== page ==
One of the most interesting styles of bonsai is the root-over-rock design. Simply a tree is designed to grow over a rock. There are many variations to this form but Ficus do very well in this configuration as their roots are aggressive and will cling to a stone if given a chance.
One caution is to use a normal form of a fig and not a dwarf form. The dwarf forms grow more slowly and it will take longer for them to anchor on the stone and to form good branching that will be needed to bring the design to life.
Ficus microcarpa ‘Taiwan Medium Leaf’ in a recent photo – more detailing and refinement of the branches is needed
Five years ago the tree was attached to the rock and it was buried deeply and allowed to grow freely
This is a Ficus microcarpa ‘Taiwan Medium Leaf’. It is one of the smaller microcarpa forms and is much slower growing. Initial work attached the tree to the stone and I buried the stone quite deeply. Growth was allowed with little trimming for several years to get the tree to stabilize and adhere to the rock. In later stages the branches and sub-branches will need to be defined to bring out the best in the bonsai.
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Collected Ficus microcarpa placed on this rock about 12 years ago
Figs grow very well when placed on or grown over a rock. Root-over-rock designs are also very much admired by bonsai lovers.
Figs with their aggressive root systems easily tolerate being placed over a rock. The rock is covered with soil and the tree is allowed to grow vigorously to attach the roots to the rock. The soil is gradually removed over time to reveal the roots.
This Ficus microcarpa tree was collected with my bonsai friend David Fukumoto about 12 years ago and placed on the rock, roots initially covered by aluminum foil to protect the new roots. Over time the foil was removed and the roots were now air adapted.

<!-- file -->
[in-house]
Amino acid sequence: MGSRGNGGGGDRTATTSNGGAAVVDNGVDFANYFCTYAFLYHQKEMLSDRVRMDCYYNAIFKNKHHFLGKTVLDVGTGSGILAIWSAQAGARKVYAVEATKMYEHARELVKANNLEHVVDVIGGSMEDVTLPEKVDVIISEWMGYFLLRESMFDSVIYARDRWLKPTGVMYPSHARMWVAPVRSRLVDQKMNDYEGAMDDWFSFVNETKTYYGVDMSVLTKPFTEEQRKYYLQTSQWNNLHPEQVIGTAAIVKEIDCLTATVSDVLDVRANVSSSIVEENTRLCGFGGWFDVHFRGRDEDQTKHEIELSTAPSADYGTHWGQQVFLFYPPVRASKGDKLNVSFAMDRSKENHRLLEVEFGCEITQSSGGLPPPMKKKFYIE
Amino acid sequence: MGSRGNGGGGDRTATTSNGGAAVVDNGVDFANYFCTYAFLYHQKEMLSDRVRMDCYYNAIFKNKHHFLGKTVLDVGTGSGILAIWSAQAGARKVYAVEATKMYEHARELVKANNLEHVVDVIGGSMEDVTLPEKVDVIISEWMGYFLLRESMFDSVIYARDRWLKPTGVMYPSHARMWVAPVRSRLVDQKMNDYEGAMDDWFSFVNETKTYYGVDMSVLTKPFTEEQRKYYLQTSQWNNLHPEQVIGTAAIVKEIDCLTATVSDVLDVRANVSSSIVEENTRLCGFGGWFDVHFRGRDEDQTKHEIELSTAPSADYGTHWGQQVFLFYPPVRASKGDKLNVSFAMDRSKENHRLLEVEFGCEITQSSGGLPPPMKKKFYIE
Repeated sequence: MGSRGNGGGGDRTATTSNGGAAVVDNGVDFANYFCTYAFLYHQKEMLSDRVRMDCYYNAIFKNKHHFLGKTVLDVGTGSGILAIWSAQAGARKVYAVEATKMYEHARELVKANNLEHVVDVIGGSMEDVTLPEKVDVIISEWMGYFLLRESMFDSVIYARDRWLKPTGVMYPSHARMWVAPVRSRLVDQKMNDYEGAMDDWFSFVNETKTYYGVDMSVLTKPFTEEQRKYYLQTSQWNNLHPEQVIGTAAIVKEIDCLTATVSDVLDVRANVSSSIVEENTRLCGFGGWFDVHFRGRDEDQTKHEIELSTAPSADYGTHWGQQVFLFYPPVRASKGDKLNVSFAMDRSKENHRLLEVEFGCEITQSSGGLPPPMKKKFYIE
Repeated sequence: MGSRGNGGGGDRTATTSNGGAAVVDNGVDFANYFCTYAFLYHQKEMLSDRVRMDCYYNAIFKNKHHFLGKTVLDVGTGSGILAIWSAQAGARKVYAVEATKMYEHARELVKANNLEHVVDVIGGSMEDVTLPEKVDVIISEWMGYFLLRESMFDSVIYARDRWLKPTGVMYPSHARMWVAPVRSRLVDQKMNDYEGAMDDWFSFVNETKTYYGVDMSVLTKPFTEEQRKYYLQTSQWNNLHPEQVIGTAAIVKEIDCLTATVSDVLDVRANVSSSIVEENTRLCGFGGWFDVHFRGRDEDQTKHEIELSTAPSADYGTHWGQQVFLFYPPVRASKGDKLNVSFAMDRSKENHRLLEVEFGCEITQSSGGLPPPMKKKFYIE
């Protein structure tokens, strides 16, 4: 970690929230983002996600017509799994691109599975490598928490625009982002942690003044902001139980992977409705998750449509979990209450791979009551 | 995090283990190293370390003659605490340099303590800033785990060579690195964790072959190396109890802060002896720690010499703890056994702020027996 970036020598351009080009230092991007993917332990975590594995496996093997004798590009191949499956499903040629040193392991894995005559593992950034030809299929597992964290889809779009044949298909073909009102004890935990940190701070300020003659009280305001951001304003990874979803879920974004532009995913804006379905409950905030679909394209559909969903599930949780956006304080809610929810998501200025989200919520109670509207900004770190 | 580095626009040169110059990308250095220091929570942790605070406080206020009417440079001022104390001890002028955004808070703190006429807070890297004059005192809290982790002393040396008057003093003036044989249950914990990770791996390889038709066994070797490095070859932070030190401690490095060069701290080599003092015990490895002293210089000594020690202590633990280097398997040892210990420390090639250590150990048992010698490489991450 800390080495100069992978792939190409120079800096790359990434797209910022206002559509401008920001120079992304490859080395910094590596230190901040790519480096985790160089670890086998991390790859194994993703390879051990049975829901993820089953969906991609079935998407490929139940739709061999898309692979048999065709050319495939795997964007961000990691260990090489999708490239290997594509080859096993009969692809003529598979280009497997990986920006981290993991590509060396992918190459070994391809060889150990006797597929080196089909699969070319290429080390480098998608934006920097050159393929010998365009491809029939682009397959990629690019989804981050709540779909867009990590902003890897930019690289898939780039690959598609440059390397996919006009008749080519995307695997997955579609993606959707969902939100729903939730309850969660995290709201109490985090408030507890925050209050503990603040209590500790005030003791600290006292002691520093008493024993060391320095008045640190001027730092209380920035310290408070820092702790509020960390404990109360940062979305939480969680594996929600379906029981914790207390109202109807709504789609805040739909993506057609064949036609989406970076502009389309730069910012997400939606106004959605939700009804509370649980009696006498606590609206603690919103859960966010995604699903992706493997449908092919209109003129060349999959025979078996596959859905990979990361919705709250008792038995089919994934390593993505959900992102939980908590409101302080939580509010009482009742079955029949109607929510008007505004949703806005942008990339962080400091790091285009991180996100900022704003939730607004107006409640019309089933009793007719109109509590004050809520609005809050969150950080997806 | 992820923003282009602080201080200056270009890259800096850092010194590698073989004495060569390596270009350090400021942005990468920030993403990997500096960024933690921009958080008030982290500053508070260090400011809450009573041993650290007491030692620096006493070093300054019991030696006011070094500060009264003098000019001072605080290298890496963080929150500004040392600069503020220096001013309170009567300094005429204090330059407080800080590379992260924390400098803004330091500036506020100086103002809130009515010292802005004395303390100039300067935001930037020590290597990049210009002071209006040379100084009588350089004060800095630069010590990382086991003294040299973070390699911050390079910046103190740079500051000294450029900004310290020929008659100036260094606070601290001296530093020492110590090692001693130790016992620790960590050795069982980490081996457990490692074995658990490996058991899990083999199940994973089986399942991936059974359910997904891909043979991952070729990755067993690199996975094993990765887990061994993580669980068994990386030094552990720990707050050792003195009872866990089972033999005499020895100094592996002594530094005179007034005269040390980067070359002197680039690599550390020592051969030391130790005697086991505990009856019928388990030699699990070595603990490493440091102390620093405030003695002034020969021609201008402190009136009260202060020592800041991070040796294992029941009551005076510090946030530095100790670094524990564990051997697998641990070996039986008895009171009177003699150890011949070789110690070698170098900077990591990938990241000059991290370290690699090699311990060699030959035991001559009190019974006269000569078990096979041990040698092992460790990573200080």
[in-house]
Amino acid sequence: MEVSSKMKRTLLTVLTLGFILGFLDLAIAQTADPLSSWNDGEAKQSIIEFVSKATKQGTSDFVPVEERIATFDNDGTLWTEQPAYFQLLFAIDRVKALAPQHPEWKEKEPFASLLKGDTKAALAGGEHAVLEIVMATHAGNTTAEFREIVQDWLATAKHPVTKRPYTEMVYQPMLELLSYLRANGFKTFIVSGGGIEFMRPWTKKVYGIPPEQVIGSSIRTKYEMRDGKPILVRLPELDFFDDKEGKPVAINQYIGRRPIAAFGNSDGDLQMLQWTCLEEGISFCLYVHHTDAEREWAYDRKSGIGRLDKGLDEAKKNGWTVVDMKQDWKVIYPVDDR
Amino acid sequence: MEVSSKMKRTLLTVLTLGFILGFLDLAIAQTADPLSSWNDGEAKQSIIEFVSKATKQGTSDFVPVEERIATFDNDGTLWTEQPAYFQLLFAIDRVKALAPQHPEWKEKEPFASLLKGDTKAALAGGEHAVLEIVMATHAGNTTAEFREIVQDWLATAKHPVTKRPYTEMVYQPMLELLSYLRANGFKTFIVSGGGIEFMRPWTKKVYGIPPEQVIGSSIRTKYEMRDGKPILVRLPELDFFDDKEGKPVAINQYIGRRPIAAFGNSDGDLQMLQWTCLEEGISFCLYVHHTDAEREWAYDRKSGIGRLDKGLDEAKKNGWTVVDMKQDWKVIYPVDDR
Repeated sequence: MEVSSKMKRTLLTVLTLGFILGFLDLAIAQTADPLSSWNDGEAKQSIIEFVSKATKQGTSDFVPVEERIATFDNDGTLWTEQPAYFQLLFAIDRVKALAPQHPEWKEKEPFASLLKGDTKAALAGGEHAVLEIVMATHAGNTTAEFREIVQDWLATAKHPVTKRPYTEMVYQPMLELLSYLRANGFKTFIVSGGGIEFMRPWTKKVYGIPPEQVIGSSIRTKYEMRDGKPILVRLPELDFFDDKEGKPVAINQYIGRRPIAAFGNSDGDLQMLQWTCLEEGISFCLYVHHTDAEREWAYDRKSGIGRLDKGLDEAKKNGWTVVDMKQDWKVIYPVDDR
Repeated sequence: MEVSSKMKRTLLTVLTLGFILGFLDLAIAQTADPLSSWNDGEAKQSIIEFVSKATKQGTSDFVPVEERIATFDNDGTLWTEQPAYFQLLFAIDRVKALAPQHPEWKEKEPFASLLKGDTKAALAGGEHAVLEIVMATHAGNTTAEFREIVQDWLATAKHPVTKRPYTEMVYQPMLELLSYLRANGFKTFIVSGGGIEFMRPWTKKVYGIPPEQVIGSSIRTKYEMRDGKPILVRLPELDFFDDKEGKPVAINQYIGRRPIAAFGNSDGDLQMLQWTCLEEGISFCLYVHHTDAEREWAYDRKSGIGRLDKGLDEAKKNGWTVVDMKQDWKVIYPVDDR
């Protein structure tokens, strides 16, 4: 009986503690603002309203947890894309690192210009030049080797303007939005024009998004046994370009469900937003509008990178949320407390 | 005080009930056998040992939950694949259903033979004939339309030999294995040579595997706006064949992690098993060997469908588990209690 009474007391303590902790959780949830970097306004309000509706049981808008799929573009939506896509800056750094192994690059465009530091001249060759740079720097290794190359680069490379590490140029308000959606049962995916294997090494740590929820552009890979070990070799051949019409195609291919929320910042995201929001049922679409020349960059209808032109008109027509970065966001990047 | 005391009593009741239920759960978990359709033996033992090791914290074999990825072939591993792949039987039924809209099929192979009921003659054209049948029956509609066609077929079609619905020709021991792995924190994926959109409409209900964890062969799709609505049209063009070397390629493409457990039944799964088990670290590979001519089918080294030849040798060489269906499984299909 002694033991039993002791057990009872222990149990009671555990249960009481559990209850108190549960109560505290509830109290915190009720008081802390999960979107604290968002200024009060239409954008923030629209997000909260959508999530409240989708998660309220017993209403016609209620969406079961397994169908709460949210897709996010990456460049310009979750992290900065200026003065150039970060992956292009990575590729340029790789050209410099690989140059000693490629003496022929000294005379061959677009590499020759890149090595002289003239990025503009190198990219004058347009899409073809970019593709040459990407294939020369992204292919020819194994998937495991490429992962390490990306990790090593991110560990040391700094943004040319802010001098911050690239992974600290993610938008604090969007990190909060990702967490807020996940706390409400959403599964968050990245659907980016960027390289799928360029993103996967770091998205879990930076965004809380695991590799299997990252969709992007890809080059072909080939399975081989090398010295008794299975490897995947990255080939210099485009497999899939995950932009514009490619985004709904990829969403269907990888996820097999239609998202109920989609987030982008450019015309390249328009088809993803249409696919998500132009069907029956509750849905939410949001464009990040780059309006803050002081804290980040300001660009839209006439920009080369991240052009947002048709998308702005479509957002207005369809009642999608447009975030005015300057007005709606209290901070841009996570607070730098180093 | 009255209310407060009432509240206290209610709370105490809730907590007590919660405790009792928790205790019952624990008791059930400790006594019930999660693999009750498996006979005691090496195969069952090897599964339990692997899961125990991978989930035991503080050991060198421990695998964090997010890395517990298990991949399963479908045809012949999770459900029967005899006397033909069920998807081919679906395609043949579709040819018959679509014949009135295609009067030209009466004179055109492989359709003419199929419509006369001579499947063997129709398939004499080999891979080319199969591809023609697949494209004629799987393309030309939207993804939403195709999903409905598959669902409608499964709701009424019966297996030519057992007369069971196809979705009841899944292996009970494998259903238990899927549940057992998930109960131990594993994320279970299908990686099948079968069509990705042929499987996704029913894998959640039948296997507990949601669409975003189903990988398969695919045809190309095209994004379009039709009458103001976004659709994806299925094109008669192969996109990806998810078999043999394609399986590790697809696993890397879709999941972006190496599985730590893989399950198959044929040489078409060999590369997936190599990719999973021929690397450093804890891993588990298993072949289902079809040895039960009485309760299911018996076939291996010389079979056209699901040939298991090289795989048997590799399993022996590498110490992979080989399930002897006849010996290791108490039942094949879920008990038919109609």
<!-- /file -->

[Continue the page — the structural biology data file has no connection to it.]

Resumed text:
One of the most popular designs is the root-over-rock design where a tree or trees is growing draped over a stone.
In this example a Ficus ‘Mystery’ was placed on a rock about 9-10 years ago. It was a piece of a larger plant see http://www.bonsaihunk.us/info/BreakingUpIsEasyToDo.html
This section was frankly quite ugly and I almost discarded it. Rather than throwing it away I decided to place it on the rock. It was strapped to the rock with plastic tape and grown for years with most of the rock and the roots buried in soil. Over time the roots and the stone were exposed.
You can see the result in 2014. The bonsai has improved dramatically and one day may become one of my favorites.
The ugly plant was strapped to this stone in about 2004
The bonsai as seen in 2014
Root-over-rock designs can be done in many ways but the best and quickest results will be achieved with plants that have super aggressive root systems. Plants that grow slowly and have fibrous root systems generally will not succeed as root-over-rock designs.